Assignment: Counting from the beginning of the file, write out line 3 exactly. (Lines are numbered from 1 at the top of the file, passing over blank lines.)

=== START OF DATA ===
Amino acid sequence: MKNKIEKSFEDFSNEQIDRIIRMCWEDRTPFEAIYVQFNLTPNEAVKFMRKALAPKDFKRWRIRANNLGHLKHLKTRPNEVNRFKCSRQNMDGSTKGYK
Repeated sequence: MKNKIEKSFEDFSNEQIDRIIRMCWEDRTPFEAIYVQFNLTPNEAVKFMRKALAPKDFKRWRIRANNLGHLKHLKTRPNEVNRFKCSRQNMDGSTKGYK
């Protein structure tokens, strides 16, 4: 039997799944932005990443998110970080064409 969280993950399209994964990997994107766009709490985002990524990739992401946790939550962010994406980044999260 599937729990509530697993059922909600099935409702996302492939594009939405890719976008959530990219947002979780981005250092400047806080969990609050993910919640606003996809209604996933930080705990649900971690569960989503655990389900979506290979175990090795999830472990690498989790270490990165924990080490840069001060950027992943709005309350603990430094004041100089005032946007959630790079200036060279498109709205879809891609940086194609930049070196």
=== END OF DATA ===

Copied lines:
């Protein structure tokens, strides 16, 4: 039997799944932005990443998110970080064409 969280993950399209994964990997994107766009709490985002990524990739992401946790939550962010994406980044999260 599937729990509530697993059922909600099935409702996302492939594009939405890719976008959530990219947002979780981005250092400047806080969990609050993910919640606003996809209604996933930080705990649900971690569960989503655990389900979506290979175990090795999830472990690498989790270490990165924990080490840069001060950027992943709005309350603990430094004041100089005032946007959630790079200036060279498109709205879809891609940086194609930049070196």